Farro translates to ‘grain’ in Italian. This healthy alternative to white rice is an ancient grain that dates back thousands of years and a staple in my kitchen.
I love farro, not only for it’s nutritional value, but also it’s chewy texture when cooked. It is very similar to barley, another nutritious ancient grain.
Nowadays, it is pretty hard to deny that white starches aren’t the healthiest choice and it’s nice to find different alternatives, that are not only good for you, but actually taste delicious!
Farro is packed with fibre, vitamins and protein, among other things, making it difficult to not want to try it out. Adding farro to your diet can help improve your cardiovascular health, regulate diabetes, lower cholesterol and with a lower caloric intake.
The key when cooking farro is not undercook it or overcook it. Scared? Don’t be, it’s easier than you think. I usually use 40 minutes as my target time, and taste it a little before and after until I reach my desired texture. Typically it will take 40-50 minutes, depending on different factors.
If you haven’t tried farro, I highly recommend you do. This risotto recipe is really easy to follow and you will look like a professional chef at your next dinner party. It is very versatile and once you know the basics, you can incorporate a variety of ingredients.
Pumpkin and Mushroom Farrotto
- 1/2 a small pumpkin, peeled and cubed.
- 1 garlic clove, minced.
- 2-3 tbsp olive oil, may need more.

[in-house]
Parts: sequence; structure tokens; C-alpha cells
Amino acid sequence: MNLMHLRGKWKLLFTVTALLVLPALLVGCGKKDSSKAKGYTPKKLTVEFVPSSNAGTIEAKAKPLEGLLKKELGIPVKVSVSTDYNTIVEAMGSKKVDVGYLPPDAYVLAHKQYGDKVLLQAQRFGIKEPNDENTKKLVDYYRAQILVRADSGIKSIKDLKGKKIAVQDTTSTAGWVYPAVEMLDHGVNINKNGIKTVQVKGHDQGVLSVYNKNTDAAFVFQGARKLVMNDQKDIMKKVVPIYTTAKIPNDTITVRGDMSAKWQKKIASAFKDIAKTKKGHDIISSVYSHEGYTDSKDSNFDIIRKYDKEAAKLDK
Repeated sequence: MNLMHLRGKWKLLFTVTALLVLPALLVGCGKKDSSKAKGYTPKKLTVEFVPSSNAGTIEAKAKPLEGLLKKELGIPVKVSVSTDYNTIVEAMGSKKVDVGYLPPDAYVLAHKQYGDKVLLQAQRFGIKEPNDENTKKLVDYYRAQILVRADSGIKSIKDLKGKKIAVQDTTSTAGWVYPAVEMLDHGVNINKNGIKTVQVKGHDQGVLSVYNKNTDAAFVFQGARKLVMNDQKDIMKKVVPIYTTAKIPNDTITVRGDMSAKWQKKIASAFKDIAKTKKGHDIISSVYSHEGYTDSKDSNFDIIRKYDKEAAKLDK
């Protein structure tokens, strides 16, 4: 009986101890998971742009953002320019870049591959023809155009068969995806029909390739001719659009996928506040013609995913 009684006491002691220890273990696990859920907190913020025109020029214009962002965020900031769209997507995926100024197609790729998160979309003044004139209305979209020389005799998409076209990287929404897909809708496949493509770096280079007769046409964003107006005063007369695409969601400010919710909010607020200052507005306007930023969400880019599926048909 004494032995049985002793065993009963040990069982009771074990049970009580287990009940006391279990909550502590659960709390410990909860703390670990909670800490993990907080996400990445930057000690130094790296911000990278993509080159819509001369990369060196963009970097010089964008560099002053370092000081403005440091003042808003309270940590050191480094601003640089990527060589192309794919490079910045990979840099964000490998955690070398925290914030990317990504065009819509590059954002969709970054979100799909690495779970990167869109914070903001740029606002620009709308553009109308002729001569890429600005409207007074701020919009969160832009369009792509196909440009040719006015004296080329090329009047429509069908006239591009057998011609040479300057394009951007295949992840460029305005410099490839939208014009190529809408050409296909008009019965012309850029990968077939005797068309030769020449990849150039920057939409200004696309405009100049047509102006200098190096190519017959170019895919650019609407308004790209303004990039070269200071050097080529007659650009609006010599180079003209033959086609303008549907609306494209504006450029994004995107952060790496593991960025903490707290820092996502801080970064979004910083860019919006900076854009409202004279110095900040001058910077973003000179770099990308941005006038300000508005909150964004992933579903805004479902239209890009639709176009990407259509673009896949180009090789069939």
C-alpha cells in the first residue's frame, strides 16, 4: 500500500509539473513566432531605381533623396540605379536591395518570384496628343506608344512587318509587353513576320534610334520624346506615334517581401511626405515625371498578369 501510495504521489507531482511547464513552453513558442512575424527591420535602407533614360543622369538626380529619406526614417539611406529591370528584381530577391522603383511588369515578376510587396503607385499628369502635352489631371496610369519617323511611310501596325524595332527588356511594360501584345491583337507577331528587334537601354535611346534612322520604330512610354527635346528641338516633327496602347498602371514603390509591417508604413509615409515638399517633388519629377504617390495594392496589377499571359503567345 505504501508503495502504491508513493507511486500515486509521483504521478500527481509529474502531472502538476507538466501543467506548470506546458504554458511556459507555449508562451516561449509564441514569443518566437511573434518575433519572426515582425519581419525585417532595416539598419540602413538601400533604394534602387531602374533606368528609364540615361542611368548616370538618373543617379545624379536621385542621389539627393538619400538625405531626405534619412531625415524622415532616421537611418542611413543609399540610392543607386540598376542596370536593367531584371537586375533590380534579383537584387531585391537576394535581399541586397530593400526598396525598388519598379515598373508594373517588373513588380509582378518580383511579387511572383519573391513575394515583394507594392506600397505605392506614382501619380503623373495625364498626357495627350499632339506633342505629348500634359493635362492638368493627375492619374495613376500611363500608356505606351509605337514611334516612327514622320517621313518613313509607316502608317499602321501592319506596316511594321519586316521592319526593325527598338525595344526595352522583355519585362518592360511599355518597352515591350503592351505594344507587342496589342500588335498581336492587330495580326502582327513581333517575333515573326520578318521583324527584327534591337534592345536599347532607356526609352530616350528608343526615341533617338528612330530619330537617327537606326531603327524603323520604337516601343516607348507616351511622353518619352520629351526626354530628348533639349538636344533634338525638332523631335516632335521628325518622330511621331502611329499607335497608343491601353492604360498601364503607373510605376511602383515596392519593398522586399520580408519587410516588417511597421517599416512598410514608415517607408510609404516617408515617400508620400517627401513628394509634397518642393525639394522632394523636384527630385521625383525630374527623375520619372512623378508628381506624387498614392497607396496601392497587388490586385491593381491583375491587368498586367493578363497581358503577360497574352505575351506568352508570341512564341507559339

- 2 cups of cremini mushrooms, sliced thinly.
- 1/2 white onion, diced.
- 400 grams of farro (1 pkg).
- 5-6 cups of broth
- 1/2 bottle of dry white cooking wine, pinot grigio is a good choice.
- salt and pepper to taste
- 3 tablespoons of grated parmigiano reggiano
- 1/4 cup of butter
- Dice the pumpkin, season with salt, olive oil and freshly minced garlic.
- Preheat oven to 400 degrees
- On a baking pan, place parchment paper and add the diced pumpkin.
- Sprinkle a little salt and olive oil and let it roast for about 25 minutes.
- Once done, set aside and let it cool.
- Add 1 tbsp olive oil to pan on medium high heat.
- Sautee onions, until translucent.
- Add mushrooms and combine with onions.
- Add a splash of white wine to the pan, this will add some flavour and help it from sticking.
- Once the mushrooms have started to turn golden brown and water has evaporated(about 6-8 minutes), salt them and remove from pan.
Cooking the Farro
While the pumpkin is roasting, start working on the farro.
- Add pumpkin puree to your broth and let it simmer for a few minutes to infuse the flavour. Your broth does not have to be boiling to add into the farro.
- In a large pan heat up 2 tablespoons of EVOO (medium high). You want to use a pan large enough that won’t overcrowd the grain.
- Add the farro into the pan and let it toast for about 2 minutes, stirring it so it doesn’t stick or burn.
- Pour white wine into the pan and stir it into the mixture. You want to cover the farro, not drown it.
- Once the wine starts to absorb, add a ladle of broth.
- Continue adding a ladle of broth as the farro continues to absorb it.
- Continue doing this for about 40 minutes (always tasting the farro, ensuring the texture is how you want it).
- Add the pumpkin and mushrooms.
- Remove from the heat and add 2 tablespoons of parmigiano reggiano and cubed pieces of butter, mixing it into the risotto. (this will make your risotto extra creamy)
- Serve immediately to enjoy a warm creamy dish.